Social Networking’s big ad fraud problem is not just costing advertisers millions of dollars. It’s also disrupting the promise of personalization, which is essential to almost every social-focused ad campaign.
Mobile app ad fraud: Social Networks are among the worst offenders
According to Pixalate’s data collected through Q2 and Q3 2018, Social Networks are among the riskiest app categories for advertisers.
Note that this data does not include walled gardens, such as Facebook, Twitter, etc.
- In Q3 2018, Social Networking apps had the highest display IVT rate (23%) on iPhones
- On Android phones, Social apps had the second-highest display IVT rate (20%)
See more in our Q3 2018 Ad Fraud Report.
Social Network ad spend is rising, and the fraudsters are profiting
eMarketer estimates that $27 billion was spent on social network advertising in 2018, up 28% from a year ago. This number will grow to $38 billion by 2020.
In terms of mobile in-app programmatic display advertising (within non-walled garden apps), about 20% of Android ads and 10% of iPhone ads go to Social Networking apps, making it one of the five most popular app categories for advertisers on a monthly basis, per Pixalate’s data.
The popularity of social networking apps among advertisers — evidenced by eMarketer’s ad spend growth expectations and Pixalate’s analysis of which app categories receive the most ads — is problematic for advertisers when factoring in the high ad fraud rates.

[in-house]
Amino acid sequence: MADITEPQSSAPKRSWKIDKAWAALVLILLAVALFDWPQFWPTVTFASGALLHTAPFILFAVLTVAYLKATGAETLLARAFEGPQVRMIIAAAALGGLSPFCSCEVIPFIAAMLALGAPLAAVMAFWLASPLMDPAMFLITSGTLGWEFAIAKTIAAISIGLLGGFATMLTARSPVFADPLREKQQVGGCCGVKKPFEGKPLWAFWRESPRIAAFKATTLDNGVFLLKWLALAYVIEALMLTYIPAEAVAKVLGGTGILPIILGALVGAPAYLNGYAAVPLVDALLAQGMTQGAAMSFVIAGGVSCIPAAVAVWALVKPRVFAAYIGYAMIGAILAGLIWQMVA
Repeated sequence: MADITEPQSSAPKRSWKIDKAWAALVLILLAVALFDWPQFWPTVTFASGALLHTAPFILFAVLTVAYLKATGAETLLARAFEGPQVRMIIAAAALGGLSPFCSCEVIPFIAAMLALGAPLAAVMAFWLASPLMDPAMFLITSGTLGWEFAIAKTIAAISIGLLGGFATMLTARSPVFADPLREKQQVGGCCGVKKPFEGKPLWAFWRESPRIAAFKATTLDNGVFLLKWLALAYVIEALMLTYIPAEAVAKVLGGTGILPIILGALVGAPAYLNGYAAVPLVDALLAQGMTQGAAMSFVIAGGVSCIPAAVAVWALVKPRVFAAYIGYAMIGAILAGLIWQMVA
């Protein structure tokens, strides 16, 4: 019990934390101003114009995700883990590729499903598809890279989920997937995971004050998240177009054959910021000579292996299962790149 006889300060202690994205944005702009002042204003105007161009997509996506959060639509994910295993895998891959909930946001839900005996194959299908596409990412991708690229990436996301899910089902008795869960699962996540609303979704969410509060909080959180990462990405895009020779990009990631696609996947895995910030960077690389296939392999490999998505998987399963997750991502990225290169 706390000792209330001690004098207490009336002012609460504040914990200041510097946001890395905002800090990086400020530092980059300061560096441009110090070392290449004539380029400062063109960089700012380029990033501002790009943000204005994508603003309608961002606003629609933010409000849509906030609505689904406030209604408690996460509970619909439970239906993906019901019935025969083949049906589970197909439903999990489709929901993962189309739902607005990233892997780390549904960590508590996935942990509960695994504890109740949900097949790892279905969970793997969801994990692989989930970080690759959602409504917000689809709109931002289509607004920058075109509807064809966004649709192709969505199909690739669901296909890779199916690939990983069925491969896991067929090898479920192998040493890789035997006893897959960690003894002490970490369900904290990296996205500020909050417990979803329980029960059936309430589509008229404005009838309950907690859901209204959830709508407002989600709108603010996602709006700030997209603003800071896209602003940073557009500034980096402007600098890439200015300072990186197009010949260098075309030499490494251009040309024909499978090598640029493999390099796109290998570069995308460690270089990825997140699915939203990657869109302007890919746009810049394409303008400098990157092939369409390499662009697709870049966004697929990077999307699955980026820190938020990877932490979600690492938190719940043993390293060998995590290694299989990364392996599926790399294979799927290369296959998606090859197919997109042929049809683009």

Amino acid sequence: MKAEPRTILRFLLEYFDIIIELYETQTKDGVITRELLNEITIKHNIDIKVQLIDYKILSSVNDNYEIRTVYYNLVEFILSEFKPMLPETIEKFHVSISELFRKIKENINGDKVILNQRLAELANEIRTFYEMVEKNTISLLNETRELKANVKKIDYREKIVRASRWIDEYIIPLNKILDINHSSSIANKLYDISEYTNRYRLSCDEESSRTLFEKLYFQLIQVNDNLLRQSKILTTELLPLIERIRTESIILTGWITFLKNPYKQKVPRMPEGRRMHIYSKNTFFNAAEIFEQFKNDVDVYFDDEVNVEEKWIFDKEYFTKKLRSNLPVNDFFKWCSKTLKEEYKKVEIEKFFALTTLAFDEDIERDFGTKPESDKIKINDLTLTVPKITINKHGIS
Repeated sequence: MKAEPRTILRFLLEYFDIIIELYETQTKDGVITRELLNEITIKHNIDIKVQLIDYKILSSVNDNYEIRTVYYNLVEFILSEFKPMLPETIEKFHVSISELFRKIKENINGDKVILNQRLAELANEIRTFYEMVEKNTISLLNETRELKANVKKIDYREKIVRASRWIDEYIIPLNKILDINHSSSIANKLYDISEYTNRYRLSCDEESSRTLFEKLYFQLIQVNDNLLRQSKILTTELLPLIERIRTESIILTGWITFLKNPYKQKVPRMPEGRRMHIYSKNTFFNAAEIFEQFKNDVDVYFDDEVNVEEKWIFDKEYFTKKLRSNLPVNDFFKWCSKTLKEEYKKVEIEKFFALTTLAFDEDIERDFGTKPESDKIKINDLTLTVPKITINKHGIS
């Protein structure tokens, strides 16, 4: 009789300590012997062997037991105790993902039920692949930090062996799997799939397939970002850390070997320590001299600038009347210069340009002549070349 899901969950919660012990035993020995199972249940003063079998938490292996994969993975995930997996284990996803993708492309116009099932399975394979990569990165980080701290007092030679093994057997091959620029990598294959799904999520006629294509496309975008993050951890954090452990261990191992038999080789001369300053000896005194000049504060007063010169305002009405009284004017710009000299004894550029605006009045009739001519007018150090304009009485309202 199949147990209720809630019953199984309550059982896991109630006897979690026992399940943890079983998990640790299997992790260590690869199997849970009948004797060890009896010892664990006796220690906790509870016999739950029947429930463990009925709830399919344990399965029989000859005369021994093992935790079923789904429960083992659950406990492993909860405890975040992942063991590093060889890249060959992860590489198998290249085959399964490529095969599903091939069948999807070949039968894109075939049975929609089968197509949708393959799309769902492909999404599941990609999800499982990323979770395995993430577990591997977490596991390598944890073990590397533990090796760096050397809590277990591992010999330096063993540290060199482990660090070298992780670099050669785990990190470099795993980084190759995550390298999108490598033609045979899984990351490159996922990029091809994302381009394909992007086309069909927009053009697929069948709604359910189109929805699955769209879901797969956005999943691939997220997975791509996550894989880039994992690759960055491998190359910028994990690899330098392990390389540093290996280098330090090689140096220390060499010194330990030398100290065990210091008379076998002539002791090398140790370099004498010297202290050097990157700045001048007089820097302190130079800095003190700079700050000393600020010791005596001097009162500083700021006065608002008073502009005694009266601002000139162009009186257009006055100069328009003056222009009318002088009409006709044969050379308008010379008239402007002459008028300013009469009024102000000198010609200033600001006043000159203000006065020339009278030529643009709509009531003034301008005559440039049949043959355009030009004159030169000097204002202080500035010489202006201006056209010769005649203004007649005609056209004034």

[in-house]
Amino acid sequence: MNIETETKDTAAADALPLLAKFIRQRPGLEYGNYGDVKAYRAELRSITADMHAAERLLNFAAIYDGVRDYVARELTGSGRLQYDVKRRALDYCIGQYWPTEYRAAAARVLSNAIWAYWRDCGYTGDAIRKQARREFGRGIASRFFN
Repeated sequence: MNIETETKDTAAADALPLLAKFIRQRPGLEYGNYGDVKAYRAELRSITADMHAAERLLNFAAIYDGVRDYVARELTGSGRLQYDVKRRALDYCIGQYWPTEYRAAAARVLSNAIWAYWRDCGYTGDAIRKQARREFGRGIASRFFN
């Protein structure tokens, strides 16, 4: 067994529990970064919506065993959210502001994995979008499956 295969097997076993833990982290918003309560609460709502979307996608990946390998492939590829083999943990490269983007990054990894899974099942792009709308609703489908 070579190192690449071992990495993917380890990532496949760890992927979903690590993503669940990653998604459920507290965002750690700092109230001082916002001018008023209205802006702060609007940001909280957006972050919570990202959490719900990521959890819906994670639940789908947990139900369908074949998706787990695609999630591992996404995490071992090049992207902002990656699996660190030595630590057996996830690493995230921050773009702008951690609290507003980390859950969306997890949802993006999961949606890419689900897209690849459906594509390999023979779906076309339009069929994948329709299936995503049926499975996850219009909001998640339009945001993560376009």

Social ads are also typically 2-3x more expensive. Per eMarketer, the average CPM for social is $5.23, while display is about $2 CPM (for the 300x250 ad unit).
Fraudsters are attracted to social apps because of the high volume and higher CPMs. What advertisers think is a channel worthy of high volume and increased spend is actually riddled with invalid traffic.
It’s time to re-think what ‘Personalization’ and ‘Audience Targeting’ really mean on social apps
The ad fraud problem on social networking apps goes beyond lost ad spend. Audience targeting and personalization strategies are of the utmost importance to social advertisers. The high amounts of invalid traffic are messing up audience targeting algorithms and audience success reporting.
Marketers see successful audience targeting reporting and are encouraged to increase social app ad spend, which amplifies the problem and creates a cycle of ad fraud.
What constitutes a successful social media campaign on mobile apps needs to be redesigned. Too often do advertisers think they are targeting the right person on social only to later find out it wasn’t a person at all.
What’s next for social apps?
In addition to the brand safety concerns marketers are faced with on social networks — Marketing Dive reports that 45% of advertisers think social media sites “botch” brand safety — marketers are now faced with the reality that social apps also have a massive ad fraud problem.
Advertisers need to thoroughly analyze their social network campaigns. How do you know the people you’re reaching are actual humans? Are you basing campaign success based on audience targeting or personalization metrics, and if so, how might a 10%-25% invalid traffic rate throw those metrics off?
When done right, social networks can be a wonderful channel for marketers. The possibility of personalization does exist, but our data shows that it’s far from a promise, and marketers need to avoid the ad fraud minefield to achieve it. Working with an anti-fraud partner greatly reduces the common risks and lowers IVT.
Pixalate will continue to track ad fraud and invalid traffic (IVT) rates within social networking apps to see if the problem persists, and we will keep you updated on our findings. For our latest, see the Q3 2018 Ad Fraud Report.